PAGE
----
Big Spending Southampton Need To Remember Pompey
Sitting in the East Stand at the Madejski Stadium on Saturday, it was impossible not to ponder how much the paths of Southampton and Reading Football Clubs have diverged over the intervening twelve months.
For even by the standards of a horrible recent run, the Royals were completely bereft of confidence after a mildly promising first half hour, resorting to scooping the ball forward in panic stricken mode and resembling statues in their static response to the fast flowing movement of Mauricio Pochettino’s Saints.
Take Luke Shaw — you’ve heard about him, right? Another much hyped youngster? In the team only because Danny Fox is so clearly sub-Premier League standard?
Not a bit of it — here’s a kid who I would put my house on representing England — and he may even manage it in time for the Brazilian jamboree next year. Ashley Cole and Leighton Baines may stand in his way, but the poise of this 17 year old recalls that of a young Kenny Sansom — muscular and lithe for a youngster, he has that low centre of gravity and assured touch of a future star.
Ditto Gastà³n Ramàrez, even if the deployment of his first name only atop the number on his back suggests a fictional pal of Del Boy’s. Like an even more languid version of Francesco Totti, the Uruguayan seemed able to tune down the pace of the whole game a couple of bars when in possession — brushing off attempts to rob him with the shimmy of a shoulder here, an angling of his back muscles there, while all the time looking to pick pinpoint passes.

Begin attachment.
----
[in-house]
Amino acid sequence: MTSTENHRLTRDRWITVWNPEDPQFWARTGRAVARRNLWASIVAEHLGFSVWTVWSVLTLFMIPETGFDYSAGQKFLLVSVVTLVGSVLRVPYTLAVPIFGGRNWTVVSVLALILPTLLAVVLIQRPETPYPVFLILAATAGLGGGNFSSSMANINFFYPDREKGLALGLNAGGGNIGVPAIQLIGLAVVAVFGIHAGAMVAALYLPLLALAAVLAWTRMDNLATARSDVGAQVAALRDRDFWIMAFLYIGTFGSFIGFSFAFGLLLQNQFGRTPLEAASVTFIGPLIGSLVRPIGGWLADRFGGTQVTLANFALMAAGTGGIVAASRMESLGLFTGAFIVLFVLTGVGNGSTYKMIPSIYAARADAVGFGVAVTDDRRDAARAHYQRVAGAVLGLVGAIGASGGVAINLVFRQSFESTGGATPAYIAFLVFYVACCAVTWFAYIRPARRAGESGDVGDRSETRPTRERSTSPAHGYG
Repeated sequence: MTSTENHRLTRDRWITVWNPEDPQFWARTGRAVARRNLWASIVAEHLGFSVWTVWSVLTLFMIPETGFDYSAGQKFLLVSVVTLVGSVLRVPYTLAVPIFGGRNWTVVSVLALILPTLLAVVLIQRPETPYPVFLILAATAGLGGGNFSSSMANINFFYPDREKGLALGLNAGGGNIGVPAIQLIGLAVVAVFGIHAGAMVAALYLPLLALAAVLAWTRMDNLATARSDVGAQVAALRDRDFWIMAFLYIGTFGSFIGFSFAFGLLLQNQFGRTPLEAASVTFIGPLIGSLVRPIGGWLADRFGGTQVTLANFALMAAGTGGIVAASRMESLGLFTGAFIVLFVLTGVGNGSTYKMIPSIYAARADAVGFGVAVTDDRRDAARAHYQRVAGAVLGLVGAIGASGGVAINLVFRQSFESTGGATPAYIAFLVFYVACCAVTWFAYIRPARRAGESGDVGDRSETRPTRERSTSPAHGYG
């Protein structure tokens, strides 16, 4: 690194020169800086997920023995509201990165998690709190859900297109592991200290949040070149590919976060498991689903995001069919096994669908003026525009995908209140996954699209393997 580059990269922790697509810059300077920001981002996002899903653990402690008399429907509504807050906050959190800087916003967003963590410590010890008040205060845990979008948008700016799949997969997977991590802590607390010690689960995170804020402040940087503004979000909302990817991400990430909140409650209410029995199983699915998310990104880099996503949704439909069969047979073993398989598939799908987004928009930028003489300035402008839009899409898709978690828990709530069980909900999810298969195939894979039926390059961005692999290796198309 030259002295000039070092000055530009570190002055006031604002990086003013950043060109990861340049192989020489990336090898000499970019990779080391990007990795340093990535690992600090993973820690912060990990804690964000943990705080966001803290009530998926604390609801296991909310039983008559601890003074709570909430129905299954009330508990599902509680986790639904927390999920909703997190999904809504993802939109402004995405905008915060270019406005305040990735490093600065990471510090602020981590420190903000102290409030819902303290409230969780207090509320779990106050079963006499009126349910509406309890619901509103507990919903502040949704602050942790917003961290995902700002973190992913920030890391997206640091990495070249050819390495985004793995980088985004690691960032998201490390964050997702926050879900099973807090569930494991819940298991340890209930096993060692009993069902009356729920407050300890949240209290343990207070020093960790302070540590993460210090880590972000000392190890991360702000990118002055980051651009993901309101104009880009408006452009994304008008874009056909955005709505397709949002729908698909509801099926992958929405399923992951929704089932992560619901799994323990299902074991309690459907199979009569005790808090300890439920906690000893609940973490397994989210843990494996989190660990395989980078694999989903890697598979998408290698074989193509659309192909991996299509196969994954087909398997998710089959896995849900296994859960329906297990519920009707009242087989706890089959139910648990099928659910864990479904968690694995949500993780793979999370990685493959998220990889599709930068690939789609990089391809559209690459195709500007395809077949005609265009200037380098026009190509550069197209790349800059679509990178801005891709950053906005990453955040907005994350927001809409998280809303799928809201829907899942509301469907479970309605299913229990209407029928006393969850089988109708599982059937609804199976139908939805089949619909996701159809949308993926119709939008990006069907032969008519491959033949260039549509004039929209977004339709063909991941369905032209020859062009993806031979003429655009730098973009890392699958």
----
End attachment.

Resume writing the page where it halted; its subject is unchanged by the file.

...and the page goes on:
Take Jay Rodriguez, double the player I had seen on numerous occasions in a Burnley shirt. In an XI religiously devoted to keeping the football, the Lancastrian sounds more like a resident of Albuquerque than Heasandford and his ability to run with the ball at pace opened up the Royals’ fragile back line again and again in a swashbuckling style that recalled the brio of a spaghetti western gunslinger.
But Southampton are about more than these three — if you read about Rickie Lambert in the papers, you probably consider him to be a static big beast of a front man, a slightly more mobile Jon Parkin and this season’s fashionable item following Grant Holt’s 2011-12 in the sun.
But as we have noted before on these pages, Lambert has a licence to roam and kept on cropping up right the way across the forward line, interchanging swiftly and often with Rodriguez and rattling the bar at one point. The duo’s wanderings, along with the promptings of Adam Lallana, introduced from the bench here and ending up a goalscorer, provide Saints with a modern age fluidity that was almost comical in its embarrassment of poor, unreconstructed Sean Morrison and an out of sorts Adrian Mariappa.
Elsewhere, one of the chief products of the Glasgow Rangers fire sale, Steven Davis kept the ball brilliantly in centre mid — Reading may have expected a player similar in style, their own Summer purchase Danny Guthrie, to have provided what Davis has done for Southampton this campaign — but the ex-Liverpool and Newcastle man has so often tried to do too much via deluded Hollywood passes. Davis, on the other hand, keeps things uncomplicated.